Historically, Indiana has been considered a water-rich state with significant groundwater reserves, especially in the north. However, with the climate changing and increasing demands, the resource will need to be carefully managed. Only about 10 percent of the state’s surface area drains into the Great Lakes; the rest drains primarily through the Wabash and Ohio Rivers into the Mississippi River, which eventually reaches the Gulf of Mexico. A detailed accounting of water availability and water use in Indiana can be found in the 2014 report Water and Economic Development in Indiana.

Surface water withdrawals account for most of the water resources used throughout the state. About 53 percent of surface water used (3,822 million gallons per day [mgd] in 2015) goes to the energy sector (and all but 5 percent of that is returned to the local watershed), while 32 percent (2,287 mgd) goes to the industrial sector. Other surface water uses include public water supplies (7 percent), agriculture (2 percent), rural water supplies (1.5 percent) and mining (1.4 percent). Overall, Indiana’s surface water withdrawals have been declining in recent decades, mostly driven by reductions from the energy sector.

Groundwater accounts for about 10 percent of the state’s fresh water. Agriculture and household water supplies are the two largest groundwater uses, and extraction for these uses is increasing. The number of high-capacity irrigation facilities (including both ground and surface water extraction) more than doubled from 1985 to 2013, with 400 new installations from 2007 to 2013. While water availability is not currently restricted by increasing demand, shallow wells may have to be re-drilled if increasing trends in use continue.

Observed trend in water table depth over the last 30 years. Falling water tables indicate that groundwater resources are in decline. (Source: State of Indiana Waters, accessed October 7, 2019)


Indiana is perceived as water-rich but still experiences water extremes. Managers must plan for both too much and too little water. Over the last two decades alone, recurring severe floods and a severe drought have cost Hoosiers billions of dollars in losses of crops, infrastructure, and personal property (https://www.ncdc.

Agricultural drainage and runoff can degrade water quality as nutrients leach from soils and reach nearby waterways that drain into the Great Lakes and the Gulf of Mexico. These nutrients can increase harmful algal blooms and deplete oxygen in the water, creating “dead zones.”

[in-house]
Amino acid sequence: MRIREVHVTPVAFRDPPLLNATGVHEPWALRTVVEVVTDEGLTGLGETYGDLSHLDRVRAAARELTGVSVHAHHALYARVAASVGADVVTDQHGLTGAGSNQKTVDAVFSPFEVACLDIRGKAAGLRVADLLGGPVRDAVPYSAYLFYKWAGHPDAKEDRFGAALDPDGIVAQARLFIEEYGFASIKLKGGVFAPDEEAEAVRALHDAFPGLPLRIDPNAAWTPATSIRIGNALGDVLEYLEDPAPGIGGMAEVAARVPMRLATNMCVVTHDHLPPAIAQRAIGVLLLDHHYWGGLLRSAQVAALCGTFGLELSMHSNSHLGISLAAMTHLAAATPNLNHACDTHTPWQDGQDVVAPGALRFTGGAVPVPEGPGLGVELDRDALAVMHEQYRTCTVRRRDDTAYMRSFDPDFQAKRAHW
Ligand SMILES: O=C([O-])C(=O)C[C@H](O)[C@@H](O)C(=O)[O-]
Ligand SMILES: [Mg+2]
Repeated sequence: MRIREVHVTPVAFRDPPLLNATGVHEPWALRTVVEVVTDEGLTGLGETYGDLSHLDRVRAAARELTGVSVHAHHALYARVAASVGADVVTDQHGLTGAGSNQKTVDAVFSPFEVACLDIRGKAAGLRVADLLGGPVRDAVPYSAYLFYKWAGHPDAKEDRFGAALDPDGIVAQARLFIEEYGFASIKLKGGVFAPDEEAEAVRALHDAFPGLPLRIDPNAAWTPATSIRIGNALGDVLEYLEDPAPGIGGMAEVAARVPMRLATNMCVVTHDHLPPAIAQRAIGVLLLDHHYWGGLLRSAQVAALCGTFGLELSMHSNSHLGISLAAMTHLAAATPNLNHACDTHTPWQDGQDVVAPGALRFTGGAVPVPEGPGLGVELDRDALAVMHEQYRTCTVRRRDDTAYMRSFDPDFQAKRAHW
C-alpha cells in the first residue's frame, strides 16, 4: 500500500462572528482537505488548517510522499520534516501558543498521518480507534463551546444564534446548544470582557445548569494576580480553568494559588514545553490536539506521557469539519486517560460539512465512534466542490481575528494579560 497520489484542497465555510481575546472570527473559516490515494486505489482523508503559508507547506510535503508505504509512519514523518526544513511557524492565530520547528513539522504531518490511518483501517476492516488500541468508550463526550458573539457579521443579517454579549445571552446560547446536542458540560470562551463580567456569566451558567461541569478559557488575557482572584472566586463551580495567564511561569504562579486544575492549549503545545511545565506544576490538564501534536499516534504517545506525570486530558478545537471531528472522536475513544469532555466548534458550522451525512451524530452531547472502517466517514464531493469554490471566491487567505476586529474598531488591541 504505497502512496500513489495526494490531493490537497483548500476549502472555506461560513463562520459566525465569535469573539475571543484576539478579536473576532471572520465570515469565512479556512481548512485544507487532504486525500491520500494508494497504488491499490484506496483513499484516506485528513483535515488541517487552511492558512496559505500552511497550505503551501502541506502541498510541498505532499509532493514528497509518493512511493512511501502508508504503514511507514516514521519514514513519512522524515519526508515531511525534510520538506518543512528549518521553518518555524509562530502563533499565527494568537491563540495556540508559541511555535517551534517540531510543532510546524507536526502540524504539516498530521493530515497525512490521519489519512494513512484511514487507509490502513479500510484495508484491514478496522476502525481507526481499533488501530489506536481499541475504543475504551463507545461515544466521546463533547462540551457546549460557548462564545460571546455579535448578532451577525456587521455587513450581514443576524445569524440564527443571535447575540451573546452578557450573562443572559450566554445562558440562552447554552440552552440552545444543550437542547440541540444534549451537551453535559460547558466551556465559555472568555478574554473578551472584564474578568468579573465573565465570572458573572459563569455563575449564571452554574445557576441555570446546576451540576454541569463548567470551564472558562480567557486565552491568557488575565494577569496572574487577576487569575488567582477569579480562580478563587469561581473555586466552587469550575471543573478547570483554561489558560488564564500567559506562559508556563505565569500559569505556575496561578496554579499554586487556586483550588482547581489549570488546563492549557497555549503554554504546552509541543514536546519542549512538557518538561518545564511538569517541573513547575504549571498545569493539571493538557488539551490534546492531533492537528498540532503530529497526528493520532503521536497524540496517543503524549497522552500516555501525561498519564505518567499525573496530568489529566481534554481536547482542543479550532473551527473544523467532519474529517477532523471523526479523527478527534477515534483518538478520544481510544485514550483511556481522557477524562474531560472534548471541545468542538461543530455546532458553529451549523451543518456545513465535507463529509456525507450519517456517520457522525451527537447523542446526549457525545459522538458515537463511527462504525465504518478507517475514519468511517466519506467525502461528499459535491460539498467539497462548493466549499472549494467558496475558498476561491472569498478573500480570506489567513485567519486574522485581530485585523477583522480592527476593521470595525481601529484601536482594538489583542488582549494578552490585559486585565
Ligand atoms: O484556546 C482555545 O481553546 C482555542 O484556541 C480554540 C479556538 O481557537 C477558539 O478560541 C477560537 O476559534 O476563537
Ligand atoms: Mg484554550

As described throughout this report, Indiana will need to account for future increases in late winter and early spring precipitation, which may increase streamflow and saturate soils, leading to ponding or flooding in agricultural fields. Those precipitation changes along with uncompensated increases in agricultural drainage may also increase flooding along streams. Increased precipitation may also overwhelm municipal stormwater systems, filling them faster and leading to urban flooding. Adapting to and planning for these climate changes will be essential in managing the state’s future water resources and minimizing negative consequences.

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The Data

Future climate projections in this report are based on an ensemble average of six global climate models for midcentury (2041 to 2070) and late-century (2071 to 2100). See Byun and Hamlet (2018) and Hamlet et al. (2019) for details. Two future scenarios of greenhouse gas concentrations are considered — “medium” and “high.” These scenarios follow Representative Concentration Pathways (RCPs) 4.5 and 8.5, respectively, which have been used to develop many previous projections summarized by the Intergovernmental Panel on Climate Change. Additional information about the techniques and assumptions of climate modeling are found in the IN CCIA report Indiana’s Past and Future Climate.

The Variable Infiltration Capacity (VIC) large-scale hydrology model was used for statewide simulations of water movement and storage, as well as simulation results relating to infiltration, soil water, evapotranspiration, streamflow and cold-season processes. The VIC model simulations calculate a complete water and energy balance for each simulation grid cell in the state. The model also simulates snow and soil frost, soil water, surface runoff, baseflow (i.e., the groundwater contribution to streamflow) and evapotranspiration. The base model has been updated to include lake and wetland subsurface drainage. Simulations rely on historical hydrologic data, including daily precipitation, and maximum and minimum air temperature, from 1915 through 2010.